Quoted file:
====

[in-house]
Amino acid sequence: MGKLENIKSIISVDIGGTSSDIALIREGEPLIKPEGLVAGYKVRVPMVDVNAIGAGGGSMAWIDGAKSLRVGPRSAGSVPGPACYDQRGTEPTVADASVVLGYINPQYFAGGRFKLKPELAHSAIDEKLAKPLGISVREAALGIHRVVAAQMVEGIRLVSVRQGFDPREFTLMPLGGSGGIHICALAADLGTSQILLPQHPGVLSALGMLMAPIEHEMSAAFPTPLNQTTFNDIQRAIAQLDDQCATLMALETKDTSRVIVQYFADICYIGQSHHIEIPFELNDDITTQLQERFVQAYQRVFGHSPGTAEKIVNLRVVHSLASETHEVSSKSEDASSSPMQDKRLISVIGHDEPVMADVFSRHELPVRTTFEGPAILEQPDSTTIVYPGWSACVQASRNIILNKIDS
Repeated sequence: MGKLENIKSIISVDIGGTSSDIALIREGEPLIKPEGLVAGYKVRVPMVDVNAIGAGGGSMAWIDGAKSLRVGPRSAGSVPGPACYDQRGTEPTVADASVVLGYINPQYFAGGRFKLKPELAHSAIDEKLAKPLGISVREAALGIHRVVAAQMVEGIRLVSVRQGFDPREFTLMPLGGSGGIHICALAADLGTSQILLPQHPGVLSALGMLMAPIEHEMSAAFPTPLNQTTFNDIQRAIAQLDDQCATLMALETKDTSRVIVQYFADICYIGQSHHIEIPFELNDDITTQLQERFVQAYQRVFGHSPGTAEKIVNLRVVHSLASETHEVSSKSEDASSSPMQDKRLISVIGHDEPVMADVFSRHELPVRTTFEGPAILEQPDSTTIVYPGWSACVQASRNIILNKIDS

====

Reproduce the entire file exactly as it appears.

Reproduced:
[in-house]
Amino acid sequence: MGKLENIKSIISVDIGGTSSDIALIREGEPLIKPEGLVAGYKVRVPMVDVNAIGAGGGSMAWIDGAKSLRVGPRSAGSVPGPACYDQRGTEPTVADASVVLGYINPQYFAGGRFKLKPELAHSAIDEKLAKPLGISVREAALGIHRVVAAQMVEGIRLVSVRQGFDPREFTLMPLGGSGGIHICALAADLGTSQILLPQHPGVLSALGMLMAPIEHEMSAAFPTPLNQTTFNDIQRAIAQLDDQCATLMALETKDTSRVIVQYFADICYIGQSHHIEIPFELNDDITTQLQERFVQAYQRVFGHSPGTAEKIVNLRVVHSLASETHEVSSKSEDASSSPMQDKRLISVIGHDEPVMADVFSRHELPVRTTFEGPAILEQPDSTTIVYPGWSACVQASRNIILNKIDS
Repeated sequence: MGKLENIKSIISVDIGGTSSDIALIREGEPLIKPEGLVAGYKVRVPMVDVNAIGAGGGSMAWIDGAKSLRVGPRSAGSVPGPACYDQRGTEPTVADASVVLGYINPQYFAGGRFKLKPELAHSAIDEKLAKPLGISVREAALGIHRVVAAQMVEGIRLVSVRQGFDPREFTLMPLGGSGGIHICALAADLGTSQILLPQHPGVLSALGMLMAPIEHEMSAAFPTPLNQTTFNDIQRAIAQLDDQCATLMALETKDTSRVIVQYFADICYIGQSHHIEIPFELNDDITTQLQERFVQAYQRVFGHSPGTAEKIVNLRVVHSLASETHEVSSKSEDASSSPMQDKRLISVIGHDEPVMADVFSRHELPVRTTFEGPAILEQPDSTTIVYPGWSACVQASRNIILNKIDS